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'USA Today' story uncovers problem with criminal sentencing

READ MORE: 'USA Today' story uncovers problem with criminal sentencing
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ELIZABETHTOWN, NC (WWAY) -- A recent change in federal law means some folks may be wrongfully serving time in federal prison. Our story stems from an investigation in "USA Today" centered around a man from Elizabethtown sitting in jail for a crime he did not technically commit.

"He was an alright fellow when he wanted to be," Debra Bellamy said of her ex-boyfriend Terrell McCullum. "He was alright."

McCullum is a man who is legally innocent yet still behind bars.

"I don't know if he was a convicted felon or not, but I know he had been in trouble with the law," Bellamy said.

McCullum has a long rap sheet ranging from small traffic violations to assault.

In late 2007, when he went to collect his things after he and Bellamy broke up, they got into an argument. Police were called, and they saw him with multiple guns. They charged McCullum with possession of a firearm by felon, which led to a federal sentence.

In August of last year, a federal court ruling changed the definition of a federal felon. That means McCullum is no longer guilty of possession of a firearm by felon

State prosecutors say this is not a question of innocence; it's about the proper venue for these cases to be heard.

"What we are talking about right now are not folks who have been exonerated by DNA or misidentified in a photo line-up," said Ben David, District Attorney for New Hanover and Pender Counties. "They are people that because of a legal technicality that's come about after a ruling, might be factually guilty but legally innocent of a federal felony possession of a firearm but still very much guilty under state law."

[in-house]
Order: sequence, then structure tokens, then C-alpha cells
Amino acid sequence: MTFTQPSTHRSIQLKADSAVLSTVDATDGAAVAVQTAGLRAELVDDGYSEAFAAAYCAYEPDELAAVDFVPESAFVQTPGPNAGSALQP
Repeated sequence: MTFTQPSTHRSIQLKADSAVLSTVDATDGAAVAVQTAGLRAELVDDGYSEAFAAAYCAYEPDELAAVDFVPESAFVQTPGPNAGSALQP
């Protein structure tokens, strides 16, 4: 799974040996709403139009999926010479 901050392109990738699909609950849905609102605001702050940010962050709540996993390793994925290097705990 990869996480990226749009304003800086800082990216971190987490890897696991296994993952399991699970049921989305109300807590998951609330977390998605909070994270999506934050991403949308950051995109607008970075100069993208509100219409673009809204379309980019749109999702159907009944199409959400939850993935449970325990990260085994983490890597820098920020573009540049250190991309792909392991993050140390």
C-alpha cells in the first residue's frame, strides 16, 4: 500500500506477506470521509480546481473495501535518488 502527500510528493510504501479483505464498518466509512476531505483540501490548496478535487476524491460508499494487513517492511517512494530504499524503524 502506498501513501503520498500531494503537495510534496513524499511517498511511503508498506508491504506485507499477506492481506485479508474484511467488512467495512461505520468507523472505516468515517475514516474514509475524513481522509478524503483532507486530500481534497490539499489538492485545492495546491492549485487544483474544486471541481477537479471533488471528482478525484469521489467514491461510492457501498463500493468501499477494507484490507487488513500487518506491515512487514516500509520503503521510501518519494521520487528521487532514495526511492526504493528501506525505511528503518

This situation particularly pertains to our state because North Carolina has what's called structured sentencing. That means criminals are sentenced based on their past record. But the Simmons case has changed how state sentencing impacts federal time.

"No longer are we going to look and see what the most any person could have received for that state conviction was," said Eric Placke, a federal public defender in Greensboro. "We are going to see what's the most this particular defendant could have received."

Just months after the federal ruling, the North Carolina General Assembly restructured sentencing guidelines so there is no longer gray area. The question now is whether cases like McCullum's should be looked at retroactively.

Public defenders are working to find the people this pertains to, but attorneys we spoke with say the US Department of Justice is reluctant to go back on their previous rulings.

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